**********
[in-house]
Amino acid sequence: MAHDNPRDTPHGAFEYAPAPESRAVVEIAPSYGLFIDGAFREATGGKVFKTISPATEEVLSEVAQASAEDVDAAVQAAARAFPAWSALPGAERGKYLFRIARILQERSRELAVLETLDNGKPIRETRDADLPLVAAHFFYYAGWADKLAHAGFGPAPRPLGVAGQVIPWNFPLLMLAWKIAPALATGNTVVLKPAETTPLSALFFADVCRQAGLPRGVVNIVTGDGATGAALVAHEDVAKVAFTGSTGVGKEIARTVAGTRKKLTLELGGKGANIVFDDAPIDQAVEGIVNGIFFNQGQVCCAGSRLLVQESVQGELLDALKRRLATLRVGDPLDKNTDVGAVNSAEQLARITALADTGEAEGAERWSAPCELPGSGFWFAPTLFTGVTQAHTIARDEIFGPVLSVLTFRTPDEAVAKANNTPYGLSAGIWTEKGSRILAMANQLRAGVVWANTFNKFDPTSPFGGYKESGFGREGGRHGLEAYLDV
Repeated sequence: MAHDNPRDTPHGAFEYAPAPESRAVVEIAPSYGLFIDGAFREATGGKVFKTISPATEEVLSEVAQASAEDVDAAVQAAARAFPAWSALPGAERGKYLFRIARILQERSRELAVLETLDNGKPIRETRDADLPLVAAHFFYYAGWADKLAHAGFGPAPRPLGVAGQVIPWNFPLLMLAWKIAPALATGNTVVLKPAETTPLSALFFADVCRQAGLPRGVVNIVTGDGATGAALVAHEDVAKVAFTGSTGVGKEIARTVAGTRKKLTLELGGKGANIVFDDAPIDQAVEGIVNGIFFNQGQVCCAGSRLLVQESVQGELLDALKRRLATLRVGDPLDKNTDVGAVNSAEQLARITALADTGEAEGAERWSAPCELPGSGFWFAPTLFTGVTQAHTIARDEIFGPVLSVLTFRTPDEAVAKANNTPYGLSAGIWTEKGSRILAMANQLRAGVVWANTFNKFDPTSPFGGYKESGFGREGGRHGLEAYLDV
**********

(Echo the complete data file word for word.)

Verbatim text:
[in-house]
Amino acid sequence: MAHDNPRDTPHGAFEYAPAPESRAVVEIAPSYGLFIDGAFREATGGKVFKTISPATEEVLSEVAQASAEDVDAAVQAAARAFPAWSALPGAERGKYLFRIARILQERSRELAVLETLDNGKPIRETRDADLPLVAAHFFYYAGWADKLAHAGFGPAPRPLGVAGQVIPWNFPLLMLAWKIAPALATGNTVVLKPAETTPLSALFFADVCRQAGLPRGVVNIVTGDGATGAALVAHEDVAKVAFTGSTGVGKEIARTVAGTRKKLTLELGGKGANIVFDDAPIDQAVEGIVNGIFFNQGQVCCAGSRLLVQESVQGELLDALKRRLATLRVGDPLDKNTDVGAVNSAEQLARITALADTGEAEGAERWSAPCELPGSGFWFAPTLFTGVTQAHTIARDEIFGPVLSVLTFRTPDEAVAKANNTPYGLSAGIWTEKGSRILAMANQLRAGVVWANTFNKFDPTSPFGGYKESGFGREGGRHGLEAYLDV
Repeated sequence: MAHDNPRDTPHGAFEYAPAPESRAVVEIAPSYGLFIDGAFREATGGKVFKTISPATEEVLSEVAQASAEDVDAAVQAAARAFPAWSALPGAERGKYLFRIARILQERSRELAVLETLDNGKPIRETRDADLPLVAAHFFYYAGWADKLAHAGFGPAPRPLGVAGQVIPWNFPLLMLAWKIAPALATGNTVVLKPAETTPLSALFFADVCRQAGLPRGVVNIVTGDGATGAALVAHEDVAKVAFTGSTGVGKEIARTVAGTRKKLTLELGGKGANIVFDDAPIDQAVEGIVNGIFFNQGQVCCAGSRLLVQESVQGELLDALKRRLATLRVGDPLDKNTDVGAVNSAEQLARITALADTGEAEGAERWSAPCELPGSGFWFAPTLFTGVTQAHTIARDEIFGPVLSVLTFRTPDEAVAKANNTPYGLSAGIWTEKGSRILAMANQLRAGVVWANTFNKFDPTSPFGGYKESGFGREGGRHGLEAYLDV